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Binance Terminates Services in Malaysia, South Korea



In a push to comply with local regulators, Binance is restricting its services in Malaysia and South Korea. The exchange is terminating almost all the local services in the two countries, it announced on Friday.

Both in Malaysia and South Korea, the cryptocurrency has stopped offering trading with local fiats and terminated taking deposits with Malaysian ringgit and the Korean won. 

Moreover, it has restricted P2P merchant applications. While Binance P2P is removing MYR trading pairs on Friday at 13:00 UTC, the KRW pairs have already been removed at 11:00 UTC.

“Our aim is to create a sustainable ecosystem around blockchain technology and digital assets,” the crypto exchange noted in the official announcement.

“Binance welcomes developments to our industry’s regulatory framework as they pose opportunities for the market players to have greater collaboration with the regulators. We are committed to working constructively in policy-making that seeks to benefit every user.”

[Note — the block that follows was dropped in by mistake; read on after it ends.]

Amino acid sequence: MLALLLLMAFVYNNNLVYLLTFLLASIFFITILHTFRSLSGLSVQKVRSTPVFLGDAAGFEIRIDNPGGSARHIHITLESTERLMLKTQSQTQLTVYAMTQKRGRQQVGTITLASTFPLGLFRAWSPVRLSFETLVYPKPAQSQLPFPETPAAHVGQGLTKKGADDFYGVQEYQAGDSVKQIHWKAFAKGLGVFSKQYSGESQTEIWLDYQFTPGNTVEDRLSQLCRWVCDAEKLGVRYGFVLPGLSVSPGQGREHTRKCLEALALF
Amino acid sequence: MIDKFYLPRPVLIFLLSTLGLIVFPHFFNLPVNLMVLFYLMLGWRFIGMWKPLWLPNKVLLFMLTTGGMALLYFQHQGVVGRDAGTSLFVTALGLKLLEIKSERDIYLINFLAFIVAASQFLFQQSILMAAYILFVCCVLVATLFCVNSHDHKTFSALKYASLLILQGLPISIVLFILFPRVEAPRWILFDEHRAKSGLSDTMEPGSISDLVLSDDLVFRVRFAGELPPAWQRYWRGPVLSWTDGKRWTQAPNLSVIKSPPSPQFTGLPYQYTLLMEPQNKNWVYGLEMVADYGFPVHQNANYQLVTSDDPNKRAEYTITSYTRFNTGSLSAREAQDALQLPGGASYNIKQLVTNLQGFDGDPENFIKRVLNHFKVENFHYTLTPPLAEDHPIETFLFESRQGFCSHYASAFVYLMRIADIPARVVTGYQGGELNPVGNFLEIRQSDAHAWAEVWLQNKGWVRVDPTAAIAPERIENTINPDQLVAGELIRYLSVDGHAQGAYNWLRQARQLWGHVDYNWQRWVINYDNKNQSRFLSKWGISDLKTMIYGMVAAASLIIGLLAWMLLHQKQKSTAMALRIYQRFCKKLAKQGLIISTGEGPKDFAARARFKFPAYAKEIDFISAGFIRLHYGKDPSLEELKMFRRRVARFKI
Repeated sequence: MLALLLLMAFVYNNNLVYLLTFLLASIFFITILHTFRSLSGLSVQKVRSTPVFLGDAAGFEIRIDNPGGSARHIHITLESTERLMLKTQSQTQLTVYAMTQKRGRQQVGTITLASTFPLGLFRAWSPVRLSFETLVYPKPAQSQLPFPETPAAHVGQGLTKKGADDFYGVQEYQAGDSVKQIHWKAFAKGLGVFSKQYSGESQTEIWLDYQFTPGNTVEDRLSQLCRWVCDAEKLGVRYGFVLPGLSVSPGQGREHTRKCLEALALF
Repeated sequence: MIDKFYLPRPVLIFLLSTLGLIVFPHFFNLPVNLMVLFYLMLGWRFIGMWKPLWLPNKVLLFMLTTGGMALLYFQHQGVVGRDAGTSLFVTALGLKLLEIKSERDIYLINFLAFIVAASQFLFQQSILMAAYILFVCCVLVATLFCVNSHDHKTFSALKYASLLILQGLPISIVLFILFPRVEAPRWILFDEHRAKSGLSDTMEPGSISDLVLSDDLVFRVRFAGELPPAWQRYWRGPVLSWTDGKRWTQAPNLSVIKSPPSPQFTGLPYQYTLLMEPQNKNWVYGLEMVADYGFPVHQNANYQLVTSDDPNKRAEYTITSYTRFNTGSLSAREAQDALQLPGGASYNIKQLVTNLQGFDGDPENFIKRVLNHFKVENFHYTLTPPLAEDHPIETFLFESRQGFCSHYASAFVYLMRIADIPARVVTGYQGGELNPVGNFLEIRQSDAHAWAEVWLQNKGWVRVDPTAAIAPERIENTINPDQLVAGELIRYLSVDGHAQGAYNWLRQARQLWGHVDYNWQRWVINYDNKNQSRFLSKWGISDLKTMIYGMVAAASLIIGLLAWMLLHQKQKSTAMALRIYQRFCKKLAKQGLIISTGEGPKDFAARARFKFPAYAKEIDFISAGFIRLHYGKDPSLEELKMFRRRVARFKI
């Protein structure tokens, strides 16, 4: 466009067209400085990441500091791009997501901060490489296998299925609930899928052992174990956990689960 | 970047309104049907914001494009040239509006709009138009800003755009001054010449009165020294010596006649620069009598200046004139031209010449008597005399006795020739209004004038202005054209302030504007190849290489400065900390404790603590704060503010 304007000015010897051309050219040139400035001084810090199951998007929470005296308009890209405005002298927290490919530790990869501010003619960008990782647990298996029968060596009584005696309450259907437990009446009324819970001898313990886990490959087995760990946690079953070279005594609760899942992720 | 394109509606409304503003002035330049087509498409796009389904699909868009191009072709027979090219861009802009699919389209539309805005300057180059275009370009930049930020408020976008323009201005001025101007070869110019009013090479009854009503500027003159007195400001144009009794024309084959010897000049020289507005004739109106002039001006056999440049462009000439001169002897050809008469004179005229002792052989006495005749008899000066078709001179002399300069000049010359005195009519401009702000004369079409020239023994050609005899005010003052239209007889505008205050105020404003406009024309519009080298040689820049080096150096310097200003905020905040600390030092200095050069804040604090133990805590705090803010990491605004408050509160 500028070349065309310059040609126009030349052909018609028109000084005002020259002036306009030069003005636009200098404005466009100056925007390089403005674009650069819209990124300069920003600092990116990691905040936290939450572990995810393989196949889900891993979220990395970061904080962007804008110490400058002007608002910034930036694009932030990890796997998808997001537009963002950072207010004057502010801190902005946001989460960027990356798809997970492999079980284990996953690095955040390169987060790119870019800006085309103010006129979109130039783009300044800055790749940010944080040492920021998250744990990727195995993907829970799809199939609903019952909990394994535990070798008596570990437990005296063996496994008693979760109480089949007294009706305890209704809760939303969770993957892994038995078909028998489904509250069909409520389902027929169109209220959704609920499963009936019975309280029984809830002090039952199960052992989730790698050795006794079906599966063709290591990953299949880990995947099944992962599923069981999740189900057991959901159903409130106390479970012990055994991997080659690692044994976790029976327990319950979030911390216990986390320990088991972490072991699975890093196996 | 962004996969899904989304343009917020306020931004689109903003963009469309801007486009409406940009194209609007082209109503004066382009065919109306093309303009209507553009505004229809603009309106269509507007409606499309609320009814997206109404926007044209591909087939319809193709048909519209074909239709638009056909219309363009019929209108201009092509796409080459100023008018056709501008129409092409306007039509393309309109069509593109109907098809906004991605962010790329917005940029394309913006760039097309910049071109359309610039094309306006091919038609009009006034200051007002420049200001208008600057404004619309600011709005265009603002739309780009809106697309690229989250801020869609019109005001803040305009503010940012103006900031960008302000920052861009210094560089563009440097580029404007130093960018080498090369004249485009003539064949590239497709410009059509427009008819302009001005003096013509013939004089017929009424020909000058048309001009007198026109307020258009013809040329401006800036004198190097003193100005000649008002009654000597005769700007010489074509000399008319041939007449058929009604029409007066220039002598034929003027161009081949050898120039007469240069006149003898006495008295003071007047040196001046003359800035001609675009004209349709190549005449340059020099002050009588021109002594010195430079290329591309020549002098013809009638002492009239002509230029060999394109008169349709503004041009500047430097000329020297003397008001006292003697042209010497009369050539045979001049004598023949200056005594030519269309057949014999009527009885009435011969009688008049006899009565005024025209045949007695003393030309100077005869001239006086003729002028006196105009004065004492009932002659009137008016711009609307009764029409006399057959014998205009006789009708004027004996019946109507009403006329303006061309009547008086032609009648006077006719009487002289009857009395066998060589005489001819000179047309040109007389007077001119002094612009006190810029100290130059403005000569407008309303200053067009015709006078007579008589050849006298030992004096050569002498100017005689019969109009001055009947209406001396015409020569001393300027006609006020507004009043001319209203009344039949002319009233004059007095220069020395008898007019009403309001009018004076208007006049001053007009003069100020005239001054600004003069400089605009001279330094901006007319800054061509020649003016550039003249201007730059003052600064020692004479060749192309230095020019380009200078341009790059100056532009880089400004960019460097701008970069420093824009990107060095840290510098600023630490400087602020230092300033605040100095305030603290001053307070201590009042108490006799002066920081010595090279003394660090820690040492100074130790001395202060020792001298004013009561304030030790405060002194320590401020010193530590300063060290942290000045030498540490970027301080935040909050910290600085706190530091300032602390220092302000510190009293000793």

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Regulators against Binance

The services were removed after Binance received heavy regulatory criticisms, as well as actions, in multiple jurisdictions.

Binance’s exit from Malaysia followed after the Securities Commission Malaysia ordered the exchange to close all of its business in the country at the end of last month, giving it an ultimatum of 14 days. The Malaysian regulator initially put Binance on a blacklist in July 2020, but the exchange continued its operations despite that.

Though the South Korean regulator did not officially point fingers at Binance, the closure of its business came just ahead of the strict mandatory banking rules to be imposed on all local exchanges at the end of this year.

Binance is the largest spot and crypto derivatives exchange in terms of volumes. However, it has terminated derivatives offering in Hong Kong, Germany, Italy and the Netherlands, and it has plans to stop such services across Europe. Furthermore, it terminated stock tokens offering amid regulatory backlash.

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